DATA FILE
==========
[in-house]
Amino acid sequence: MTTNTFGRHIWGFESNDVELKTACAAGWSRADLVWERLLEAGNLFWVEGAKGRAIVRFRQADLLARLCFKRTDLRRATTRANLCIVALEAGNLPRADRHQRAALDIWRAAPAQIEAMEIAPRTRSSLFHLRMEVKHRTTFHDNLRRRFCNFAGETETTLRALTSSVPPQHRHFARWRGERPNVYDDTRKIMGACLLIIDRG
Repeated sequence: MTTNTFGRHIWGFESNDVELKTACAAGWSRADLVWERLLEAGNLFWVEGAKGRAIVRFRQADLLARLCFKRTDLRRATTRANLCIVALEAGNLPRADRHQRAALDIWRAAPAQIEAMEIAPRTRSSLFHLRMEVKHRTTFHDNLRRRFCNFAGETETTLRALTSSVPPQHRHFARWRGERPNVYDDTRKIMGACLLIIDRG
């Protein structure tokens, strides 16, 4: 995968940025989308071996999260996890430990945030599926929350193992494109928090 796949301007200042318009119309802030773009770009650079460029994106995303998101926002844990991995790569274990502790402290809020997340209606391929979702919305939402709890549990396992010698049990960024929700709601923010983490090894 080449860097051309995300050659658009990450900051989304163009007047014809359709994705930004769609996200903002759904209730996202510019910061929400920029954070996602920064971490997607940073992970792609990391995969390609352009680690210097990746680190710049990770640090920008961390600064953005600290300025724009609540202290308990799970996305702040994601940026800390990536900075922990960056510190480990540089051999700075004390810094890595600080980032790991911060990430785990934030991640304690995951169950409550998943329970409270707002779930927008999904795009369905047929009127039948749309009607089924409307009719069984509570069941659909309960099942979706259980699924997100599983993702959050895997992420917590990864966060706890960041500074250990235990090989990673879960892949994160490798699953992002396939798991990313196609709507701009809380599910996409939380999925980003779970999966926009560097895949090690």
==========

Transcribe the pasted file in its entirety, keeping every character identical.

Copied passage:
[in-house]
Amino acid sequence: MTTNTFGRHIWGFESNDVELKTACAAGWSRADLVWERLLEAGNLFWVEGAKGRAIVRFRQADLLARLCFKRTDLRRATTRANLCIVALEAGNLPRADRHQRAALDIWRAAPAQIEAMEIAPRTRSSLFHLRMEVKHRTTFHDNLRRRFCNFAGETETTLRALTSSVPPQHRHFARWRGERPNVYDDTRKIMGACLLIIDRG
Repeated sequence: MTTNTFGRHIWGFESNDVELKTACAAGWSRADLVWERLLEAGNLFWVEGAKGRAIVRFRQADLLARLCFKRTDLRRATTRANLCIVALEAGNLPRADRHQRAALDIWRAAPAQIEAMEIAPRTRSSLFHLRMEVKHRTTFHDNLRRRFCNFAGETETTLRALTSSVPPQHRHFARWRGERPNVYDDTRKIMGACLLIIDRG
């Protein structure tokens, strides 16, 4: 995968940025989308071996999260996890430990945030599926929350193992494109928090 796949301007200042318009119309802030773009770009650079460029994106995303998101926002844990991995790569274990502790402290809020997340209606391929979702919305939402709890549990396992010698049990960024929700709601923010983490090894 080449860097051309995300050659658009990450900051989304163009007047014809359709994705930004769609996200903002759904209730996202510019910061929400920029954070996602920064971490997607940073992970792609990391995969390609352009680690210097990746680190710049990770640090920008961390600064953005600290300025724009609540202290308990799970996305702040994601940026800390990536900075922990960056510190480990540089051999700075004390810094890595600080980032790991911060990430785990934030991640304690995951169950409550998943329970409270707002779930927008999904795009369905047929009127039948749309009607089924409307009719069984509570069941659909309960099942979706259980699924997100599983993702959050895997992420917590990864966060706890960041500074250990235990090989990673879960892949994160490798699953992002396939798991990313196609709507701009809380599910996409939380999925980003779970999966926009560097895949090690």